Discussion in 'Other health news and research' started by Andy, Jun 30, 2018.
Why would doctors pay any attention to a woman complaining of tiredness or fatigue? When women mention these things its waved away - we all get tired, you've just had a baby, you've got two or three or more kids under age X what else do you expect, you have a job and kids and a home, your tiredness is normal, you're getting old, you're probably menopausal, you're too fat, you're too thin, you don't eat enough, you eat too much, you don't exercise enough. The list of excuses for not treating women for anything is very long.
The worst problem associated with endometriosis is pain, not fatigue. Knife in the guts pain, being torn in half pain when you defecate, yanking the bladder out of the body pain when you pee, being drilled into pain that no amount of OTC painkillers will make a dent in. Doctors think many women who go to them with period pains (or any kind of pain, really) are attention-seeking, drug-seeking, liars. If they don't believe women about life-destroying pain why does anyone think that fatigue will be taken any more seriously? They'll just send them on to the shrinks and the MUS clinics to make them "disappear", feeling happy that they have a) saved their practice some money, b) got rid of an annoying problem. After all, so many doctors think women in pain are just mentally-ill wimps, they don't need to be taken seriously.
I see articles like the one in the OP and it makes me so bloody furious because it won't make a shred of difference to anyone in real life. It's "make-work" just to get someone's name in the papers or to get some research published.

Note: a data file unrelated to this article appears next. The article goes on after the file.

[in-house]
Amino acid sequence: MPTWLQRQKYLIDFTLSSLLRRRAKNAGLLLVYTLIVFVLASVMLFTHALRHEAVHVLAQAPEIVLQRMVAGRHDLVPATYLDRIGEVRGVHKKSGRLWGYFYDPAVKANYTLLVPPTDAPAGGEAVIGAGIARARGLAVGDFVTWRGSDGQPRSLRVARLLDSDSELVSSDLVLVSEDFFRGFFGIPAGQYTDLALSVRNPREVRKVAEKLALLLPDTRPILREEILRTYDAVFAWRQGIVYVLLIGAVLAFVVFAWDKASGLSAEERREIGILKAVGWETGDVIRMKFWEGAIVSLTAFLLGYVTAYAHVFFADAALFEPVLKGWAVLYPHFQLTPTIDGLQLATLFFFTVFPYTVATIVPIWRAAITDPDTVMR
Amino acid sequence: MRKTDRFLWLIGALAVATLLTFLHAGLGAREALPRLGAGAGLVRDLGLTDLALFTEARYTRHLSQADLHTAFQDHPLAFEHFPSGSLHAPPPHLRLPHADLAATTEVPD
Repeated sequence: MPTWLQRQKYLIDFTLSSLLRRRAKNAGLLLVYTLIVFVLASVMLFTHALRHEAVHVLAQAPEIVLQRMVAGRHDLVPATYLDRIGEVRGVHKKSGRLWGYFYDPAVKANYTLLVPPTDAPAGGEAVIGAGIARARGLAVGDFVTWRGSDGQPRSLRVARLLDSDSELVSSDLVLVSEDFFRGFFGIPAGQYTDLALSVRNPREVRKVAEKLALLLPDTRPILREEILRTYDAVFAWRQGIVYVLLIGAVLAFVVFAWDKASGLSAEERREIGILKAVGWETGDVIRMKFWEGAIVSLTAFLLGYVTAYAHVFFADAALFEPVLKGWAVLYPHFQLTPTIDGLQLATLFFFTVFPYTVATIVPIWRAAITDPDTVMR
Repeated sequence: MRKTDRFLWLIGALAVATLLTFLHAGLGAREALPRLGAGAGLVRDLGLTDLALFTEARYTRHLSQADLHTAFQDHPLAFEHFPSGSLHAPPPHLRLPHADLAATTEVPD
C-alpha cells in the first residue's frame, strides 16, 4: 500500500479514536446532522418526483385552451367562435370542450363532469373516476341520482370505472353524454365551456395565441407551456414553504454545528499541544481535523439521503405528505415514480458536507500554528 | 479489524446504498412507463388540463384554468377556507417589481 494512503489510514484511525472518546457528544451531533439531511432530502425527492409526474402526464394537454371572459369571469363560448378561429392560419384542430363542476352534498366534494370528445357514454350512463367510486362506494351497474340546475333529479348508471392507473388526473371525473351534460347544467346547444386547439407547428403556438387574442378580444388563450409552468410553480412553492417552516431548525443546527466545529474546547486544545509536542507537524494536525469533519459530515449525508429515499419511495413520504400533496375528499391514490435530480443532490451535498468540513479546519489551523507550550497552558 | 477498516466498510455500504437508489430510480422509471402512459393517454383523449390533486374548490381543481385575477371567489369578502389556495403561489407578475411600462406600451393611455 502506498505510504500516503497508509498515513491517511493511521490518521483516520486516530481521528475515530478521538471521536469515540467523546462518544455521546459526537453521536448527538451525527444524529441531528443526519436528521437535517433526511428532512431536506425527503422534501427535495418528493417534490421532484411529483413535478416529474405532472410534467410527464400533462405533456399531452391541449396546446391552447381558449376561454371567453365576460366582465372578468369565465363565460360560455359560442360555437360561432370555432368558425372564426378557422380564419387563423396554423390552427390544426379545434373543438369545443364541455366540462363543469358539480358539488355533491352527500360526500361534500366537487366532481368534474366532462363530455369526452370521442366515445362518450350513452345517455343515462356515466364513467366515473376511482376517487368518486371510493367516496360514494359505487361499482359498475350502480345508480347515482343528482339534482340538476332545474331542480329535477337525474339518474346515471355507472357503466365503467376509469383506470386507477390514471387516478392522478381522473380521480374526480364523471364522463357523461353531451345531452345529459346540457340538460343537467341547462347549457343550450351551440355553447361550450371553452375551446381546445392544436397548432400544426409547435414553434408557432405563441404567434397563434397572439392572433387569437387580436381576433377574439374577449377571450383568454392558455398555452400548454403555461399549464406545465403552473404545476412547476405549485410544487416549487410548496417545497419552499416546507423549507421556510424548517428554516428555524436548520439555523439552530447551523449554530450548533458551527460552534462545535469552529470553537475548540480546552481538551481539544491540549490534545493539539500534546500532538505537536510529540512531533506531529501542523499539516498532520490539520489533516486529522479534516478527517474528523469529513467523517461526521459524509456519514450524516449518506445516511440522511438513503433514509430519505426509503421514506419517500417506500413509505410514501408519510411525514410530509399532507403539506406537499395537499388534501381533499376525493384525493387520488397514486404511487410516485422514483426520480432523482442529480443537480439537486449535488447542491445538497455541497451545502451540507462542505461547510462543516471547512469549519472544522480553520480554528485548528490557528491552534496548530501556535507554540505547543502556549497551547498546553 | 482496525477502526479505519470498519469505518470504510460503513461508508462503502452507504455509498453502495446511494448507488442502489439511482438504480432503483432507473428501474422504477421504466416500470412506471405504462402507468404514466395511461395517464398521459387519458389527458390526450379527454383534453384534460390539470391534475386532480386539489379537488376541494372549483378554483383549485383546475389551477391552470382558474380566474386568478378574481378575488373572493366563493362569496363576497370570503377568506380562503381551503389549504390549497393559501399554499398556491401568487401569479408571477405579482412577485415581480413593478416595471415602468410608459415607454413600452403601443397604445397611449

"Fatigue is an under recognised symptom of endometriosis which could help identify the condition and improve the quality of life for millions of women, a study has said."
So the treatments that have been found to be so successful for ME/CFS (as still stated in so many places to do with the NHS) will now be rolled out for endrometriosis.
It's an interesting article
"...However, fatigue was common even without these symptoms and Professor Leeners said this is likely to be down to the repeated inflammation caused by endometrial lesions activating the immune system."
but I'd have more faith if she said how she intends to treat the inflammation and how well that works
I didn't have endometriosis, I don't think, but I did sometimes have period pains so bad I fainted, vomited writhed in agony etc. Back then the only treatment I was offered was paracetamol, which made no difference at all.
It was only when I had babies and experienced labour pains and had all the range of pain relief on offer that I realised just how inequitable the seriousness with which different pains are treated became apparent.
I found labour pain as bad as the period pain during contractions, but there would be minutes of relief after each contraction which made it manageable.
How come I could have pethidine or an epidural for the labour pain, but was fobbed off with paracetamol for the period pains, which could continue solidly without a minute's break for many hours or days and were therefore much worse?
I looked up the paper:
They didn't check for chronic fatigue syndrome or myalgic encephalomyelitis.
When I was diagnosed (via surgery) with Endometriosis 3 and a half years ago I was hopeful that I had found the cause of my debilitating fatigue. I was so bummed when my fatigue didn't improve after my major and thorough Endometriosis excision surgery. Thankfully the surgery improved a number of other symptoms I had as a result of the Endo.
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